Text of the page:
Overlooked Licenses of the NES Era

Just about anything could become a game on the Nintendo Entertainment System. By the early 1990s the NES dominated the console market, and every remotely popular film or TV show was a ripe prospect, from Star Wars and Duck Tales to older, stranger choices like Fester’s Quest and The Adventures of Gilligan’s Island. Of course, such games made no secret of these licenses, their covers and box copy proclaiming their ties to Gremlins 2 or Wheel of Fortune or Hudson Hawk.

Yet you’ll also find my favorite vein of licensed NES games: the ones based on things so obscure that most of us weren’t aware of them. We assumed we were playing games just as original as Super Mario Bros. or Ninja Gaiden, and we didn’t learn the truth behind the licenses until years down the road.

(Nintendo, 1989)
Nintendo seldom bothered with games drawn from movies or TV shows. There was no point, not when Mario was bigger than Mickey Mouse by 1989. Granted, they could’ve licensed nearly anything; countless companies would’ve been eager to have the most powerful force in video games backing a tie-in for a movie or comic or TV series. And so, with the wide vista of the entertainment industry pretty much theirs for the taking, Nintendo apparently chose…an obscure 1950s cartoon mascot called Barker Bill.

Barker Bill’s Cartoon Show was a collection of black-and-white shorts hosted by a mustachioed ringmaster, and it’s remembered mostly for pioneering afternoon cartoons for children from 1953 to 1955. Barker Bill had a TV show and a short-lived comic strip, but his star fell a good three decades before the NES even launched in North America.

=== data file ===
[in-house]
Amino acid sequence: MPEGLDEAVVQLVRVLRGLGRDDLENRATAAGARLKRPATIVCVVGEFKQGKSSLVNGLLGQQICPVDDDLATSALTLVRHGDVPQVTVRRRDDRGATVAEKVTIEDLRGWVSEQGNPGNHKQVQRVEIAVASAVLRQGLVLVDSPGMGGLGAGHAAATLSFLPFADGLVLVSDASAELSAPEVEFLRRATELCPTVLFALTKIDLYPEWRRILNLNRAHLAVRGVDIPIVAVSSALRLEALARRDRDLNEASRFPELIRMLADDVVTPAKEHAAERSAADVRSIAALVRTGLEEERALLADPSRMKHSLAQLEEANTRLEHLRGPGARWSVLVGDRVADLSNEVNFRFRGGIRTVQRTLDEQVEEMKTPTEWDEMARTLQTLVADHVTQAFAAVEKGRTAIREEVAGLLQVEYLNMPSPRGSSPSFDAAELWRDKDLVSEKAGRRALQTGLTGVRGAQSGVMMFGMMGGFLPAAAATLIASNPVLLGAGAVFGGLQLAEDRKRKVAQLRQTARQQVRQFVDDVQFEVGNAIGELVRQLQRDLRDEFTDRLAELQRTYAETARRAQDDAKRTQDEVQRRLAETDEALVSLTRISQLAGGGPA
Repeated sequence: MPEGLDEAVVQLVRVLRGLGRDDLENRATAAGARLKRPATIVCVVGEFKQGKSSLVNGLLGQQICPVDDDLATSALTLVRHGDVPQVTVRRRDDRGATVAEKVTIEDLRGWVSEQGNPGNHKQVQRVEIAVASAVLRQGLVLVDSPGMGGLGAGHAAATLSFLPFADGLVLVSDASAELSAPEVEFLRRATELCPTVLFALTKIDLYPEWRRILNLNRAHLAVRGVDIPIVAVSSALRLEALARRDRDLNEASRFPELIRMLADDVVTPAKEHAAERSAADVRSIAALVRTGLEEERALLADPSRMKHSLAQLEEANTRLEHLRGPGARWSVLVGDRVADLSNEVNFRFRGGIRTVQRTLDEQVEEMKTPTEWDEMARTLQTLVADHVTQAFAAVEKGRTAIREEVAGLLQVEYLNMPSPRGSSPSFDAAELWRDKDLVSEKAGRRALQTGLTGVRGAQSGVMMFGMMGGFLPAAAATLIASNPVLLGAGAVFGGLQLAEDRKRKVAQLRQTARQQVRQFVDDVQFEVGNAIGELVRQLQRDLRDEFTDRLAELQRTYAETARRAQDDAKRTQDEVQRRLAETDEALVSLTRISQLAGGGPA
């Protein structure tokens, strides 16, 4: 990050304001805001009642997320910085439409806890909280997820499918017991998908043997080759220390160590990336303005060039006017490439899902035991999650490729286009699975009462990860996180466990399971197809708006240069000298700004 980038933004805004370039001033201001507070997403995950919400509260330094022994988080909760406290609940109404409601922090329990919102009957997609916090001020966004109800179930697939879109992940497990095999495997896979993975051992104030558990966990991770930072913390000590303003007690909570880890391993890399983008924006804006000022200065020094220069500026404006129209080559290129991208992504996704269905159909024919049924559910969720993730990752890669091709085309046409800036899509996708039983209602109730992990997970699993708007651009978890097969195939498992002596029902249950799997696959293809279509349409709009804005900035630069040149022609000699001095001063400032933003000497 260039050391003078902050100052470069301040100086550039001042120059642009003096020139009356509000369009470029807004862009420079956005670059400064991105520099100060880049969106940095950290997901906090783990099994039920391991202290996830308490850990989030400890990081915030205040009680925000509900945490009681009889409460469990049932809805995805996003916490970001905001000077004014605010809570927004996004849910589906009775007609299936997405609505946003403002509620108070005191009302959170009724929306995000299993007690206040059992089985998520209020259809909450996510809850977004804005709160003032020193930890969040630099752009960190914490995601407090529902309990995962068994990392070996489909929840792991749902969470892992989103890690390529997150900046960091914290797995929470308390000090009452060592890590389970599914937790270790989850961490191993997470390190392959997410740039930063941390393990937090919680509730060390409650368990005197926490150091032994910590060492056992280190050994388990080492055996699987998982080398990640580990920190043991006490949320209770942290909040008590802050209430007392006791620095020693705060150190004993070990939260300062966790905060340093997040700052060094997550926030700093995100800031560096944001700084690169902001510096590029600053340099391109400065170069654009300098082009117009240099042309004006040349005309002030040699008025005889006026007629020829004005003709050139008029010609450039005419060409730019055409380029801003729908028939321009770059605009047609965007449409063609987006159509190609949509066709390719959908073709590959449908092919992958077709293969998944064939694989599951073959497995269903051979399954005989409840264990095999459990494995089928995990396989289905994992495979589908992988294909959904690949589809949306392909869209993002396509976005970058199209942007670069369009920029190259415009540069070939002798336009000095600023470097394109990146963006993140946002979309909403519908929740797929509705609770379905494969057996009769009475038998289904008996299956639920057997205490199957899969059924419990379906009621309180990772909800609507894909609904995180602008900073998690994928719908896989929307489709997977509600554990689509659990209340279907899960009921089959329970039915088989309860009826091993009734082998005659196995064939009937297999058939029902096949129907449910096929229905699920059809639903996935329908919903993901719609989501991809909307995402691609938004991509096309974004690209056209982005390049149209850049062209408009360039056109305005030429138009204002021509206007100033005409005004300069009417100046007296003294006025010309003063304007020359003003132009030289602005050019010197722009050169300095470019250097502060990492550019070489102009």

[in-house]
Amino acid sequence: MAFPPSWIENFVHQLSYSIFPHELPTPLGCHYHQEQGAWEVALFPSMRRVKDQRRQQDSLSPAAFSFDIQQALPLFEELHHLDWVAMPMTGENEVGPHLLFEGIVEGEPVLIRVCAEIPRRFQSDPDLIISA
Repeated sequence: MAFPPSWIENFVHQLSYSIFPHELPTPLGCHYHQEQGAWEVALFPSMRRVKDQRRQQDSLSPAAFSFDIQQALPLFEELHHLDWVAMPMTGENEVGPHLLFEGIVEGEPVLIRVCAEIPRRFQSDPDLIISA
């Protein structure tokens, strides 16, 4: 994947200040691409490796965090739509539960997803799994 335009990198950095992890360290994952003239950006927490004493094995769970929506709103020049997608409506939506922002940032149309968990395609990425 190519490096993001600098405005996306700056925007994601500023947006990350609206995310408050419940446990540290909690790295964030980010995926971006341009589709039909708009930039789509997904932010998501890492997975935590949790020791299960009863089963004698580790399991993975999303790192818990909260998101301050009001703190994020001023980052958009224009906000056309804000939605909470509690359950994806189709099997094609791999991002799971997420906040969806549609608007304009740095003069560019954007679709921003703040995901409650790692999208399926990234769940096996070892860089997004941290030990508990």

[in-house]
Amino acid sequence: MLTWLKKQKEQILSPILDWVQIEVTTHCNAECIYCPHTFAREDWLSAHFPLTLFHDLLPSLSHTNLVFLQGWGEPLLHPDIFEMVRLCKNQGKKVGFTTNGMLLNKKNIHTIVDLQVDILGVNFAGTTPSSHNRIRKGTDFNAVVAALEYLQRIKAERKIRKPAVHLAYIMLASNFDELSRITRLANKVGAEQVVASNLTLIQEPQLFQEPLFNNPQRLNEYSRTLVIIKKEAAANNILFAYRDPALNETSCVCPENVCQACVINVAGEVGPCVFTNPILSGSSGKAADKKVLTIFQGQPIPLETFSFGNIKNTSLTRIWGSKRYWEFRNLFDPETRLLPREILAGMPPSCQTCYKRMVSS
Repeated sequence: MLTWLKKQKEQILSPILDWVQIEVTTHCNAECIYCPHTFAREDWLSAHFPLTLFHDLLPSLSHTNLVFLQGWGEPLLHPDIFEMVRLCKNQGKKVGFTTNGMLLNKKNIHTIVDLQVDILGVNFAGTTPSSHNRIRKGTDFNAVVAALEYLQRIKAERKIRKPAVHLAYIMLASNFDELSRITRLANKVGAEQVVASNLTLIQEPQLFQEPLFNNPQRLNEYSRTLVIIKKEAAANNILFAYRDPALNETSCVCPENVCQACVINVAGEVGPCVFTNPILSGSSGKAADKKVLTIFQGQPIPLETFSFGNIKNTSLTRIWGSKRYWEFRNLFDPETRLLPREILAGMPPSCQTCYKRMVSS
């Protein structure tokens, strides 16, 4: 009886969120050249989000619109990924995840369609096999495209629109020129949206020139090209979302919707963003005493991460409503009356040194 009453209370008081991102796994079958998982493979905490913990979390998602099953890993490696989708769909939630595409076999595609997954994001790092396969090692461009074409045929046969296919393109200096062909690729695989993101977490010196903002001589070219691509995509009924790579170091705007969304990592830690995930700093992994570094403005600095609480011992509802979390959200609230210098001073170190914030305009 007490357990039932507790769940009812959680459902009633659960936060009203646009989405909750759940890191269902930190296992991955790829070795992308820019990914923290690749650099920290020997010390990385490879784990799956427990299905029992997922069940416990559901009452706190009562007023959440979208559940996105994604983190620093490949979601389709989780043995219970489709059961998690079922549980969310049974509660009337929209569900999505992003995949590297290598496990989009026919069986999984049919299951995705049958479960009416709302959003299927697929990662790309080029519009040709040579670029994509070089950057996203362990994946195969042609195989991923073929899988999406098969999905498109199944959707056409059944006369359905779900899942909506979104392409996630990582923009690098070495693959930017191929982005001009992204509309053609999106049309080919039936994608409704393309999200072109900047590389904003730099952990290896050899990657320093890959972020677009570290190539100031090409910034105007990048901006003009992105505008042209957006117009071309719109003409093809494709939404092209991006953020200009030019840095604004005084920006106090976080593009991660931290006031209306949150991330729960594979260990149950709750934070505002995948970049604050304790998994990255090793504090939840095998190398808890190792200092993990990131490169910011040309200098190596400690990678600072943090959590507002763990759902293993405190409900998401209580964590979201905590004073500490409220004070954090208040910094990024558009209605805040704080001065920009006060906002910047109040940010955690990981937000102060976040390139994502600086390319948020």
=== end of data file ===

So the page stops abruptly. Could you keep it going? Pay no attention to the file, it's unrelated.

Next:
Nintendo didn’t put their best squad on Barker Bill’s Trick Shooting, but it’s not a terrible game. Bill and his assistant Trixie (who appears to be invented just for the NES) are pleasantly animated hosts of a gallery of targets, and the title screen even has them stage a trick shot and then run for their lives when the logo crashes down. There’s also a dog that pops up throughout the levels, snickering at missed shots and cementing the game as a spiritual follow-up to Duck Hunt.

Barker Bill’s Trick Shooting is obscure even among NES games designed to use the Zapper light-gun, and it leaves behind a mystery. Why did Nintendo license Barker Bill of all things? Was it a childhood favorite of someone high up in the company’s American branch? Was Barker Bill one of those TV shows with an unexpectedly huge following in Japan, like Hanna-Barbera’s Wacky Races? Barker Bill was never released in Japan, so I’d guess not.

Or was Barker Bill’s Trick Shooting not even a licensed game at all? Only Nintendo’s copyright appears on the game’s box and title screen, inviting speculation that Nintendo just invented this particular Barker Bill by convergent evolution and that no one cared enough to mount a lawsuit. Or perhaps Barker Bill was in the public domain by the 1980s and no one cared enough to fight Nintendo over him.